Post-election 2019

Graham was one of the people who helped Boris win the 2019 is some of his post-match analysis


Stephen Dunn didn’t intend to be the face of the 2019 election, but he was nevertheless. Stephen is the manufacturing worker from Wilton Engineering who defiantly held up a massive hand made ‘We Love Boris’ sign when the Prime Minister visited in the second week of the campaign. I was proud to have been there when it happened and help organise that particular visit, but I don’t mind telling you I cannot take credit for the sign or the photo. In truth, the image is more powerful for being entirely authentic. The lads were told of the visit with only two hours notice, they were allowed to ask the Prime Minister any question they wanted, there was no attempt to fix the questions. The only condition attached was no swearing or abusive language as the company was live on TV. The questions came thick and fast, was Boris going to keep trident, as these workers supported the defence sector? Was he going to cut tax just for the rich? Which led to his NI cut announcement. Was he going to sell the NHS to Donald Trump? (that was Stephen’s question.) After undertaking a set of the usual sceptical TV interviews Boris was about to get on the bus when Stephen, with his sign, asked for a picture with the lads. Boris readily agreed. The photo was featured in every newspaper the next day and even placed on the cover of the manifesto. It is gritty, honest and depicts a connection between this Prime Minister and the people that words fail to express.

Nobody in politics in the North East could have predicted the seismic shock of the 2019 General Election. There are now an equal number of Conservative MPs across the North of England to Labour, 20 each. You could walk from Redcar to Workington without setting foot in a Labour seat.  In constituency of Bishop Auckland the new Conservative MP, Dehenna Davison, has a bigger majority than even the Prime Minister. It will take a while for the former North East political establishment to take this in. But it shouldn’t, because it has been building for 15 years; in my view since the landslide victory of the ‘North East Says No’ campaign against Labour’s Regional Assembly proposal. From 2004 we seen the gradual political erosion of  ‘traditional working class’ Labour support. In 2010, Cameron was elected with a tiny number of Conservative MPs, their strength increased in 2015, then the EU Referendum with more of the establishment-rejecting votes from the North East, then, Mrs May’s election when, despite losing one seat, the Conservative vote in the North East actually grew due to support for Brexit. Finally, 12th December 2019, when political realignment has happened decisively.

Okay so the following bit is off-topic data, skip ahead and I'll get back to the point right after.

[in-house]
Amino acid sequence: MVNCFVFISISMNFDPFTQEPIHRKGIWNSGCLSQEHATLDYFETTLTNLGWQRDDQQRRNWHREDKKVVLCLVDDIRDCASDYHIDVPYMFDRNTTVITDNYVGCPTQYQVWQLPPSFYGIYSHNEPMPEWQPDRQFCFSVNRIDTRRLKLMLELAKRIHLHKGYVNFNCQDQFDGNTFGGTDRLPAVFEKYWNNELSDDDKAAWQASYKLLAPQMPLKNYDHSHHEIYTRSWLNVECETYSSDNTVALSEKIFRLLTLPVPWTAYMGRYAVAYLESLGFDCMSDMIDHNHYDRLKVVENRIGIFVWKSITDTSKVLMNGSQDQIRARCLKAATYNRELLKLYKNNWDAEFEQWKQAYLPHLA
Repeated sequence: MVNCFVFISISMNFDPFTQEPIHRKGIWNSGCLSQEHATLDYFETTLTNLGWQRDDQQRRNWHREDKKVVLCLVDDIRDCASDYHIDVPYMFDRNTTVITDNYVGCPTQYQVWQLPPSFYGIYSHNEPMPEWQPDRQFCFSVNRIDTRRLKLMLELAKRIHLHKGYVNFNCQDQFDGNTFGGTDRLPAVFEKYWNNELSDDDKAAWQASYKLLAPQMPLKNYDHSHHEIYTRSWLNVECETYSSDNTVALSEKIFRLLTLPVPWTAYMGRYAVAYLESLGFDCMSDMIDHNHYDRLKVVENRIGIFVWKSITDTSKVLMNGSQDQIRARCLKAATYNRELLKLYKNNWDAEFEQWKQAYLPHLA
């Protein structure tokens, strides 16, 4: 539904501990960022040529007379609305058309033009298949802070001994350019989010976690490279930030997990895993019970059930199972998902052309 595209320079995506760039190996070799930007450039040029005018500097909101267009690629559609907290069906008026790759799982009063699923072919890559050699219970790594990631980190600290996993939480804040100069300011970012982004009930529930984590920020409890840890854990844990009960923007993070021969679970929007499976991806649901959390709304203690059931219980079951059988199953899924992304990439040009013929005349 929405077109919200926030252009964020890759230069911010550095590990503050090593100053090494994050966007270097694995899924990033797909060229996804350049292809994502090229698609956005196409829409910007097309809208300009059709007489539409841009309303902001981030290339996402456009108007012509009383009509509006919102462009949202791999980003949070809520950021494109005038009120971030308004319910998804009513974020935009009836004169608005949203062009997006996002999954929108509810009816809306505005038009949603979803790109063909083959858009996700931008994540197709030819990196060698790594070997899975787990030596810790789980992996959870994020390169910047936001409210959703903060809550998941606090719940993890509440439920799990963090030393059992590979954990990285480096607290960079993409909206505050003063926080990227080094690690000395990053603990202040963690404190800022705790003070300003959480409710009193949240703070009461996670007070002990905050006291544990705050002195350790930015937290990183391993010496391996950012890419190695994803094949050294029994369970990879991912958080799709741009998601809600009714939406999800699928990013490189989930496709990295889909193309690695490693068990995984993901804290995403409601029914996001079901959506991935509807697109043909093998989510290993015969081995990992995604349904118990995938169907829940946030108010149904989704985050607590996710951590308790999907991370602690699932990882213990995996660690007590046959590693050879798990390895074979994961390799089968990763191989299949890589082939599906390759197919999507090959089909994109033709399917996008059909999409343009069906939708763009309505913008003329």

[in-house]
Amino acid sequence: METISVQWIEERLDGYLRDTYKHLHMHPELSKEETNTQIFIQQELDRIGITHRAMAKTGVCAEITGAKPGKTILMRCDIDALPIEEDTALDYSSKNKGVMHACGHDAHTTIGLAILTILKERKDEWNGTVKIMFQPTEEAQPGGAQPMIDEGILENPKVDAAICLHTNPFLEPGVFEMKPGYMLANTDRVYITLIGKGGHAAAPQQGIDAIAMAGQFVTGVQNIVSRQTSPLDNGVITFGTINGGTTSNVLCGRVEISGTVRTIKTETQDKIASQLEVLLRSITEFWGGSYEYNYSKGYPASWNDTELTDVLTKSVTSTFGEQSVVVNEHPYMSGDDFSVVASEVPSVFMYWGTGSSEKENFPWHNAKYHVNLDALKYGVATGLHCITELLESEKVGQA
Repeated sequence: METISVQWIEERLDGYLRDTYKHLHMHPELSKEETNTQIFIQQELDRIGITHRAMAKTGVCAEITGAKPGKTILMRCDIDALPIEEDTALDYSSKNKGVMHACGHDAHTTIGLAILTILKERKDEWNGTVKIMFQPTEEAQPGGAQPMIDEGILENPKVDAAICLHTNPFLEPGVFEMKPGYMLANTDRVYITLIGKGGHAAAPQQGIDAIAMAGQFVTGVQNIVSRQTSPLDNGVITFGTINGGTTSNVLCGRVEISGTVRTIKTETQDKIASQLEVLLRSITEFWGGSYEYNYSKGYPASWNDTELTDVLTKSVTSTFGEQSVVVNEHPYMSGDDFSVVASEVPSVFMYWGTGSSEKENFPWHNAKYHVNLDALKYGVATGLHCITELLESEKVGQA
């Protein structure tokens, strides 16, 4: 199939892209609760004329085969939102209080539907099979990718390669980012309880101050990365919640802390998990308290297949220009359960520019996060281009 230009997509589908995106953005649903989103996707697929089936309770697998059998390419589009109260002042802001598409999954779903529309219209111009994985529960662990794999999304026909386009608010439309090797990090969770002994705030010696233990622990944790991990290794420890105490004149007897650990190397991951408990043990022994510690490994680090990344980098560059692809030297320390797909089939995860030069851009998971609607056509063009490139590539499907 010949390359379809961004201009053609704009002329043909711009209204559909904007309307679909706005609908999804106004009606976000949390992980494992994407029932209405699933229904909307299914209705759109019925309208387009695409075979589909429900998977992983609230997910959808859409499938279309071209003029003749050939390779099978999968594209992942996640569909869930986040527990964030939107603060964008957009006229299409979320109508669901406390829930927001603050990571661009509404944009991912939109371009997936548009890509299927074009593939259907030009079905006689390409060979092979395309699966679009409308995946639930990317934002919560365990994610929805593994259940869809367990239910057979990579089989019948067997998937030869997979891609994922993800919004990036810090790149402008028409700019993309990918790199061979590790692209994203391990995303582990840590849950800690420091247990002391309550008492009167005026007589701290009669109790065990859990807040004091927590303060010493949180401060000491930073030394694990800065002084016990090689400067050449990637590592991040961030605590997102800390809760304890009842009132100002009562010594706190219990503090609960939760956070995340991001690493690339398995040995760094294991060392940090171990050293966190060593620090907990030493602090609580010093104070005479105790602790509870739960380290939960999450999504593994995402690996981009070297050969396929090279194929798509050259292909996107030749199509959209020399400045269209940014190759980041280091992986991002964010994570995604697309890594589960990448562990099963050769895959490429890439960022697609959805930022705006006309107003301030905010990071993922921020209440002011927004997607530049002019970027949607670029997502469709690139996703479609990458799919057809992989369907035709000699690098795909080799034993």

Boris understands that politicians are only ever lent their votes by the people. They are not a commodity to be owned or traded, they are an expression of support that must constantly be earned. That said, the experience of Tony Blair in 1997 leads me to believe that, provided he continues to deliver policies in tune with expectations, Boris will keep this support in five years time. I remember being with William Hague in the 2001 election and being truly shocked that formerly safe Conservative seats in the South of England that Blair had won in 97, did not return to the Conservative fold. Blair performed well in his first term and was rewarded with continued support. The same can be true of Boris.

I was at the count in Darlington on election night; as the boxes emptied it was clear the Conservative had won, but the strongest support came from the so-called working class areas. The middle class areas were still voting Conservative but in proportionally fewer numbers. The relentless sniping of some liberal broadcast media, from Channel Four to Newsnight, had more effect on these voters than the gut votes of people who follow the issues but have more important things to do with their lives than debate Brexit or progressive politics at every moment.

Labour’s left wing MPs were never as popular as they thought they were. Labour’s Laura Pidcock famously said she could never be friends with a Tory; an unfortunate statement given that it now appears there are so many in her former constituency! Labour were clearly out of tune and out of touch with the Northern electorate. The left are blaming their loss on Brexit or on Jeremy Corbyn, but it was also because there was a positive Conservative message. The Conservatives had credible Northern candidates, a credible and straightforward manifesto, a popular leader and a determined campaign. It is no good just saying the Labour Party lost; if Labour continues believing that Boris only won by default they will cement his victory and make it more certain next time.

The region’s new Conservative MPs took the train to London on Sunday, ready to do the people’s business. Not only will they ‘Get Brexit Done’ by taking us out of the EU on January 31st, but Boris will answer Stephen Dunn’s question on the NHS by legislating for it to be funded properly for years to come. I wrote in August that Boris intended to deliver the results people expect and deserve, now he has the people’s votes to enable him to do so.

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Post-election 2019